Does 'Soft Conditionality' Increase the Impact of Cash Transfers on Desired Outcomes? Evidence from a Randomized Control Trial in Lesotho

37 Pages Posted: 30 Nov 2016

See all articles by Noemi Pace

Noemi Pace

Ca Foscari University of Venice - Department of Economics

Silvio Daidone

Food and Agriculture Organization of the United Nations

Benjamin Davis

United Nations - Food and Agriculture Organization (FAO)

Luca Pellerano

International Labour Organization (ILO)

Date Written: November 18, 2016

Abstract

Cash transfers programs have been shown to have positive effects on a variety of outcomes. While much of the literature focuses on the role of conditionality in achieving desired impact, this paper focuses on the role of ‘soft conditionality’ implemented through both ‘labeling’ and ‘messaging’ in evaluating the impact of the Child Grants Program in Lesotho, an unconditional cash transfer targeting poor households with orphans and vulnerable children. Beneficiary households received a clear message that the transfer should be spent on the interest and needs of children. Our findings are based on a randomized experiment and suggest that ‘soft conditionality’ does play a strong role in increasing expenditure for children, especially on education, clothing and footwear. Results indicate in fact that transfer income is spent differently from general income as it exerts both an income and a substitution effect. This behavioral change is confirmed by comparing the ex-ante expected behaviors with the ex-post actual response to the program. We find that for expenditure categories linked to the wellbeing of children the ex-post response was much higher than the ex-ante expected behavior.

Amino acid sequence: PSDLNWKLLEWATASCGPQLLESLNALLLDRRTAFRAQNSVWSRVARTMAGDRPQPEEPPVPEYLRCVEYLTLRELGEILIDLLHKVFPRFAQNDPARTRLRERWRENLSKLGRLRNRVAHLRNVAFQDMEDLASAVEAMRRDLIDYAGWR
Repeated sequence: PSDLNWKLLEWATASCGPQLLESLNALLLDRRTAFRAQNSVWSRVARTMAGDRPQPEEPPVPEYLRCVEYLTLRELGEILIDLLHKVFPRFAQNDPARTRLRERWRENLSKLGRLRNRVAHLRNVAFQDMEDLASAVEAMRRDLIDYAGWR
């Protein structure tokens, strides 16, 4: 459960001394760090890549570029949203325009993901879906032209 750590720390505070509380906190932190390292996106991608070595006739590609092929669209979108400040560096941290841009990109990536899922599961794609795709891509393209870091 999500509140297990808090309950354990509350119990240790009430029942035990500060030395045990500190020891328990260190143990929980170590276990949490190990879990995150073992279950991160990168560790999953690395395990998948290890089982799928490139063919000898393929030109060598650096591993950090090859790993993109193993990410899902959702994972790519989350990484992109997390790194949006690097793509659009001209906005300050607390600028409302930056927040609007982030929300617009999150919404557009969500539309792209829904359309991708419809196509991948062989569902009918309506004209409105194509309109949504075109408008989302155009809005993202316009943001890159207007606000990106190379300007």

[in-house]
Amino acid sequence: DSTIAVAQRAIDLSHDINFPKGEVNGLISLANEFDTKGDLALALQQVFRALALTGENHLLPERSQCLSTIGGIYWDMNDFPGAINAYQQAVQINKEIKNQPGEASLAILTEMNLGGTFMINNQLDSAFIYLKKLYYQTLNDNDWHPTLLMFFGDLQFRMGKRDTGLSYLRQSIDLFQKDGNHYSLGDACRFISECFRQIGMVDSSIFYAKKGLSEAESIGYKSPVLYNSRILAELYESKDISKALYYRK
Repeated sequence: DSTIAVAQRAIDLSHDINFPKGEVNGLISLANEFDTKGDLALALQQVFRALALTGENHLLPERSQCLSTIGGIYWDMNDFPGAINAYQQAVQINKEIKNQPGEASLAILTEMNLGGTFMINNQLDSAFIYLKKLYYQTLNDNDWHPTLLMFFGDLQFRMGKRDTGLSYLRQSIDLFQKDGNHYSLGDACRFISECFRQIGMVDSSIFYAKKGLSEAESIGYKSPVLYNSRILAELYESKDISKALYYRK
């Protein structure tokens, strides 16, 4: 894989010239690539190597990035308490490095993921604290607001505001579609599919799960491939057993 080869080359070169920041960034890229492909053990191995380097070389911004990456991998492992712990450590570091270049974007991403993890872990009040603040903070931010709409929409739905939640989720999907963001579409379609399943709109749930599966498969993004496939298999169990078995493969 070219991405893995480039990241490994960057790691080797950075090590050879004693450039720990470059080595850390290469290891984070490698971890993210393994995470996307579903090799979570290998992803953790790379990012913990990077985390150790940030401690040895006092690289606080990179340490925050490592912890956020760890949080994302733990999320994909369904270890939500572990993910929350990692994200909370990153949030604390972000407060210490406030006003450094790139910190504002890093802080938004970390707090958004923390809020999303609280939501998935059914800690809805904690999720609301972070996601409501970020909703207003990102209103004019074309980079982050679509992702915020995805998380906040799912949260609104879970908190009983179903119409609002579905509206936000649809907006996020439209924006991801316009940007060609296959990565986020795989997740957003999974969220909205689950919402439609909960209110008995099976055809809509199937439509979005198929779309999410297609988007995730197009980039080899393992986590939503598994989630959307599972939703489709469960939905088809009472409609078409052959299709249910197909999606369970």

Keywords: cash transfers; consumption; food security; impact evaluation; randomized experiment; soft conditionality

JEL Classification: C93, D12, I38, O18

Suggested Citation

Pace, Noemi and Daidone, Silvio and Davis, Benjamin and Pellerano, Luca, Does 'Soft Conditionality' Increase the Impact of Cash Transfers on Desired Outcomes? Evidence from a Randomized Control Trial in Lesotho (November 18, 2016). University Ca' Foscari of Venice, Dept. of Economics Research Paper Series No. 33/WP/2016. Available at SSRN: https://ssrn.com/abstract=2876458 or http://dx.doi.org/10.2139/ssrn.2876458

Noemi Pace (Contact Author)

Ca Foscari University of Venice - Department of Economics ( email )

Cannaregio 873
Venice, 30121
Italy

Silvio Daidone

Food and Agriculture Organization of the United Nations ( email )

Viale delle Terme di Caracalla
Rome, 00153
Italy

Benjamin Davis

United Nations - Food and Agriculture Organization (FAO) ( email )

Viale delle Terme di Caracalla
Rome, Lazio 00100
Italy

Luca Pellerano

International Labour Organization (ILO) ( email )

Route des Morillons 4
Geneva, 1211
Switzerland

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